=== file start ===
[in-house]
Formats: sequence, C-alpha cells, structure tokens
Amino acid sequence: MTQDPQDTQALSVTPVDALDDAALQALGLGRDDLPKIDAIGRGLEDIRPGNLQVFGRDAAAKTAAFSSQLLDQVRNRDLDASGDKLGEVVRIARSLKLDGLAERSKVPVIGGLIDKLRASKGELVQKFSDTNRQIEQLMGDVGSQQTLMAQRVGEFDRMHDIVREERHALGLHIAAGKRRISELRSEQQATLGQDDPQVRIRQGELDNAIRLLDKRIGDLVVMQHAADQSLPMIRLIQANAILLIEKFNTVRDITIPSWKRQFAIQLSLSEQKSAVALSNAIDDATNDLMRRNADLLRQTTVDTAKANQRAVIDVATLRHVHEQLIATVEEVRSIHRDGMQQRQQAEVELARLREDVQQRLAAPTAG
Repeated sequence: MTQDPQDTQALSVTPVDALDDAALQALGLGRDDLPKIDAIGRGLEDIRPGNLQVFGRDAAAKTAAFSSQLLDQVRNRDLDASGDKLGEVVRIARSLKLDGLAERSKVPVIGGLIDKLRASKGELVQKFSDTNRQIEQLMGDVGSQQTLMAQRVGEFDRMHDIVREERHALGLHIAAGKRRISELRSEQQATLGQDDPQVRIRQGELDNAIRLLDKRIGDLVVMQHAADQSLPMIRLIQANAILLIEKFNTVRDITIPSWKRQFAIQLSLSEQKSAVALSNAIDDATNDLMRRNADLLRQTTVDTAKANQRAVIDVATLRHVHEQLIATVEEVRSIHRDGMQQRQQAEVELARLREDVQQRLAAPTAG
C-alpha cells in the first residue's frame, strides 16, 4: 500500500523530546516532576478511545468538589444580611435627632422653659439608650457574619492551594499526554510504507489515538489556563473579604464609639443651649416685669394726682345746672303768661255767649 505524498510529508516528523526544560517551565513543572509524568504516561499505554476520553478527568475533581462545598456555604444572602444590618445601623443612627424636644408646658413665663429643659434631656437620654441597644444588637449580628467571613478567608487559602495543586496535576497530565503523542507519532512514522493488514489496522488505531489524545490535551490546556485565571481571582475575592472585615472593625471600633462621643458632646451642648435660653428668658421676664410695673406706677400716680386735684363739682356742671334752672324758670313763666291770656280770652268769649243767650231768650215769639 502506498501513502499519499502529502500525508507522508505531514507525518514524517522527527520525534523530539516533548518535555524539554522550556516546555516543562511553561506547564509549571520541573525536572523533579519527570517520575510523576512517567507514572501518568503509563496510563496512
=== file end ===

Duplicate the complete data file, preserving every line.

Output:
[in-house]
Formats: sequence, C-alpha cells, structure tokens
Amino acid sequence: MTQDPQDTQALSVTPVDALDDAALQALGLGRDDLPKIDAIGRGLEDIRPGNLQVFGRDAAAKTAAFSSQLLDQVRNRDLDASGDKLGEVVRIARSLKLDGLAERSKVPVIGGLIDKLRASKGELVQKFSDTNRQIEQLMGDVGSQQTLMAQRVGEFDRMHDIVREERHALGLHIAAGKRRISELRSEQQATLGQDDPQVRIRQGELDNAIRLLDKRIGDLVVMQHAADQSLPMIRLIQANAILLIEKFNTVRDITIPSWKRQFAIQLSLSEQKSAVALSNAIDDATNDLMRRNADLLRQTTVDTAKANQRAVIDVATLRHVHEQLIATVEEVRSIHRDGMQQRQQAEVELARLREDVQQRLAAPTAG
Repeated sequence: MTQDPQDTQALSVTPVDALDDAALQALGLGRDDLPKIDAIGRGLEDIRPGNLQVFGRDAAAKTAAFSSQLLDQVRNRDLDASGDKLGEVVRIARSLKLDGLAERSKVPVIGGLIDKLRASKGELVQKFSDTNRQIEQLMGDVGSQQTLMAQRVGEFDRMHDIVREERHALGLHIAAGKRRISELRSEQQATLGQDDPQVRIRQGELDNAIRLLDKRIGDLVVMQHAADQSLPMIRLIQANAILLIEKFNTVRDITIPSWKRQFAIQLSLSEQKSAVALSNAIDDATNDLMRRNADLLRQTTVDTAKANQRAVIDVATLRHVHEQLIATVEEVRSIHRDGMQQRQQAEVELARLREDVQQRLAAPTAG
C-alpha cells in the first residue's frame, strides 16, 4: 500500500523530546516532576478511545468538589444580611435627632422653659439608650457574619492551594499526554510504507489515538489556563473579604464609639443651649416685669394726682345746672303768661255767649 505524498510529508516528523526544560517551565513543572509524568504516561499505554476520553478527568475533581462545598456555604444572602444590618445601623443612627424636644408646658413665663429643659434631656437620654441597644444588637449580628467571613478567608487559602495543586496535576497530565503523542507519532512514522493488514489496522488505531489524545490535551490546556485565571481571582475575592472585615472593625471600633462621643458632646451642648435660653428668658421676664410695673406706677400716680386735684363739682356742671334752672324758670313763666291770656280770652268769649243767650231768650215769639 502506498501513502499519499502529502500525508507522508505531514507525518514524517522527527520525534523530539516533548518535555524539554522550556516546555516543562511553561506547564509549571520541573525536572523533579519527570517520575510523576512517567507514572501518568503509563496510563496512